I am not a great fan of French TV-news; but I have been catching it nearly every evening at 20:00 for 15 or 20 years. Like all news everywhere these days; the 'foreign' reports are mostly about disasters or wars and many times France is treated as if it were an island in the Pacific; sometimes one where bananas seem to be the main crop.

The 'presenter' of the news can make a difference. Since 'news' on TV has become showbusiness, it can sometimes be treated as a sort of macabre entertainment; shrill and breathlessly.

For 13 years Bruno Masure has done it differently. For one thing, Bruno wrote the words he spoke and he spoke them in good, even and pleasantly-modulated French. If I could speak French, I'd like to do it like Bruno.

Starting out in radio, he moved to TF1 as a political reporter while it was still state-owned. In September 1984, he took over the anchorman-slot on the main 20:00 TV-news. The state sold 'our' TF1 and hired a game-show presenter to do the news, and Bruno moved over to Antenne 2 - now called 'France 2.'

This is a tough job, handling 30 to 40 minutes of news each night, and he alternated with some other good men; but Bruno was the best of all.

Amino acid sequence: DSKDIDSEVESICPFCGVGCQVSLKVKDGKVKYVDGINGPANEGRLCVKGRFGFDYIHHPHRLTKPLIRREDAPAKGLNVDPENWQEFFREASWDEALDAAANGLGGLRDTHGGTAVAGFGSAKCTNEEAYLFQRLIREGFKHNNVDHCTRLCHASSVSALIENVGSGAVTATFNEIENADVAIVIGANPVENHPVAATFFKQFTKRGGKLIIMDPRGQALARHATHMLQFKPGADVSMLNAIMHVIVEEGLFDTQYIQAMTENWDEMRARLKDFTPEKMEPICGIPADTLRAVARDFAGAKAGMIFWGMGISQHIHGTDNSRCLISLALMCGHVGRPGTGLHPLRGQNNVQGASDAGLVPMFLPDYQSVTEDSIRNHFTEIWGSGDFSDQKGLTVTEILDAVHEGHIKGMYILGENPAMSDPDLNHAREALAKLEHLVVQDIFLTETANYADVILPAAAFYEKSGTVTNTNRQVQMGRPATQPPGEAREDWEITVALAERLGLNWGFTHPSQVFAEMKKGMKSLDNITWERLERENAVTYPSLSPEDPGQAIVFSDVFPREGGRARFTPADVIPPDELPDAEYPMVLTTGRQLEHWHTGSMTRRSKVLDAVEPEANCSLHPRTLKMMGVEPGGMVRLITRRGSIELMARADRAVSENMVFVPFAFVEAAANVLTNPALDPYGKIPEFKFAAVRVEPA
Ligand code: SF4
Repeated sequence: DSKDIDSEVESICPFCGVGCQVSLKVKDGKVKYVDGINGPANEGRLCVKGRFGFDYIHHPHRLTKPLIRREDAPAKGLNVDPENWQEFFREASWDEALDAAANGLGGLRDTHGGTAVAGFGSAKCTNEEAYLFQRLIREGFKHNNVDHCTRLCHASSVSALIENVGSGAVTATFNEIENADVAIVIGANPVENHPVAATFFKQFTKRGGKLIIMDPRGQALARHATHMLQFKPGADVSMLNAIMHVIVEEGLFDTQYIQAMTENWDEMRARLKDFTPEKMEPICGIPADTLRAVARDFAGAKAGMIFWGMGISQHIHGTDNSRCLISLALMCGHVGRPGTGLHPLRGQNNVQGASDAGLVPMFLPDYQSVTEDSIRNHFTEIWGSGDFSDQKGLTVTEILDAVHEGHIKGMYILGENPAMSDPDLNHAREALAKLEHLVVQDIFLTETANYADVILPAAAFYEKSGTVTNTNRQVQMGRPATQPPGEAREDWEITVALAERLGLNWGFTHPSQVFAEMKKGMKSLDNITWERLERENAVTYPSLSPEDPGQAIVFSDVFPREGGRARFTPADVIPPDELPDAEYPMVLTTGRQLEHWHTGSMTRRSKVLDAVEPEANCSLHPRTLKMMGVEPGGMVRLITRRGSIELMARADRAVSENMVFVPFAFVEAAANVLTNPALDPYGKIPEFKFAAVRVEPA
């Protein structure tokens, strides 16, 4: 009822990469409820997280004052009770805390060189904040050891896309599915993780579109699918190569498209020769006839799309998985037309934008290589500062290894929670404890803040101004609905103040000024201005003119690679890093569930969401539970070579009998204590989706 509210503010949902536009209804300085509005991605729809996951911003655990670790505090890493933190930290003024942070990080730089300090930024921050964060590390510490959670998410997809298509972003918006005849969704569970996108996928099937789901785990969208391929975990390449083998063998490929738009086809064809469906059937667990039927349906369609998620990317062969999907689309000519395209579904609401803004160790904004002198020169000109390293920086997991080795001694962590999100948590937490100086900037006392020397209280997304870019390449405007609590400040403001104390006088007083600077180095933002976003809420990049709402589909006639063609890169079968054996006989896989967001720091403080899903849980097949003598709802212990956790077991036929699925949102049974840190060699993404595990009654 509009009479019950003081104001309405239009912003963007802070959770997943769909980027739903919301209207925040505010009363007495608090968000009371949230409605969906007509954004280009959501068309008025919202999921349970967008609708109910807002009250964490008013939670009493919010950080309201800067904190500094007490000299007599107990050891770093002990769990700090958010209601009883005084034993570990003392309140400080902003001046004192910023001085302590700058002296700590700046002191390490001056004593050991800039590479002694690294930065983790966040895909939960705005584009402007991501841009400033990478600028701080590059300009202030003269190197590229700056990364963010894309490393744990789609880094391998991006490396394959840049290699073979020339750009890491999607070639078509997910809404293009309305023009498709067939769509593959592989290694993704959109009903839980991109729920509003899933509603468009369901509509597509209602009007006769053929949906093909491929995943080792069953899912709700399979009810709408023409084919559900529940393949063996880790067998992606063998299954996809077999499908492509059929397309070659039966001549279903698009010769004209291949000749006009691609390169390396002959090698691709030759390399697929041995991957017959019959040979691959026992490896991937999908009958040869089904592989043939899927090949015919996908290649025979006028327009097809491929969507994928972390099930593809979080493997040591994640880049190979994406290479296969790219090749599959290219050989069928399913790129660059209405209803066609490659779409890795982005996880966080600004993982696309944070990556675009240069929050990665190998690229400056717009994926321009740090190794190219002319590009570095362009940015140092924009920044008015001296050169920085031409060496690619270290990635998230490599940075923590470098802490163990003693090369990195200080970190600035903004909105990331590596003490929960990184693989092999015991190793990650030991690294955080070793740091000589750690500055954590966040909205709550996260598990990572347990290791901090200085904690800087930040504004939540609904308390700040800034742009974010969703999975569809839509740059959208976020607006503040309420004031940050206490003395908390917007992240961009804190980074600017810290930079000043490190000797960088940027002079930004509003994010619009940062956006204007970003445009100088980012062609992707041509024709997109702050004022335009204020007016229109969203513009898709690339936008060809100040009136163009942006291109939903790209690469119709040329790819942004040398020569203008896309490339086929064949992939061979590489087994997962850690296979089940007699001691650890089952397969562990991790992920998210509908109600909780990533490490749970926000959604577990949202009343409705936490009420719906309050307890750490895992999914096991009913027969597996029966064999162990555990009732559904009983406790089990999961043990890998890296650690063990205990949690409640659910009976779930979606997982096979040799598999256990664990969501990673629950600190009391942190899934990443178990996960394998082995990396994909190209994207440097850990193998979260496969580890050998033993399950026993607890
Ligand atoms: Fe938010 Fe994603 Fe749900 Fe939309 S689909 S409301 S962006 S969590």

France in panic? Calm Bruno had a little play on words that reduced the heat. France in fear? Bruno could put fact two first, followed by fact one; thus reducing the impact and adding perspective.

He had a habit of turning up perfectly droll little stories and truly clever puns to end a half-hour of war, famine, terror, and catastrophe - like a model bullfighter getting the bull planted - to sit still through the commercials - until the weather forecast.

Because of this, Bruno Masure was also the most popular news 'presenter' year-in and year-out in France; although Bastille from free bus often outrated by rival TF1. I do not know why this could be, because I never watched TF1 after the government sold it.

On Wednesday, Bruno told us about how well we handled this exceptional day. On Thursday he gave his last newscast on France 2, TV-news, ending at 20:35.

The actual pollution level-3 was reached the day before Paris' Pollution Day.

After the last show, the usual half-hour of bitter criticism by the editorial team lasted exactly one minute. Then they - secretaries, technicians, journalists; 60 in all - had a 'pot' for Bruno which lasted an hour before he drove off in a 205 to have dinner with friends.

Bruno's replacements in the number-one hotseat are well-known and respected faces and I will be glad to see Paul Amar back if he is one of them; but I'm sure everybody is going to miss those close-the-show puns.

One last thing. Bruno Masure wore consistently perfect shirts.

Birthday for Sputnik Today

Launched on Friday, 4. October 1957, space travel started with a Russian-made little metal ball that went 'beep-beep' as it circled the earth, while the US military establishment went ape. Things have not been the same since then, and it was the last year the 1957 Chevrolet was manufactured.

Sports News

Alain Prost, who has just installed a Formula One factory in a town near Versailles, spent part of the week trying to convince his new neighbors that Formula One motors do not make much noise.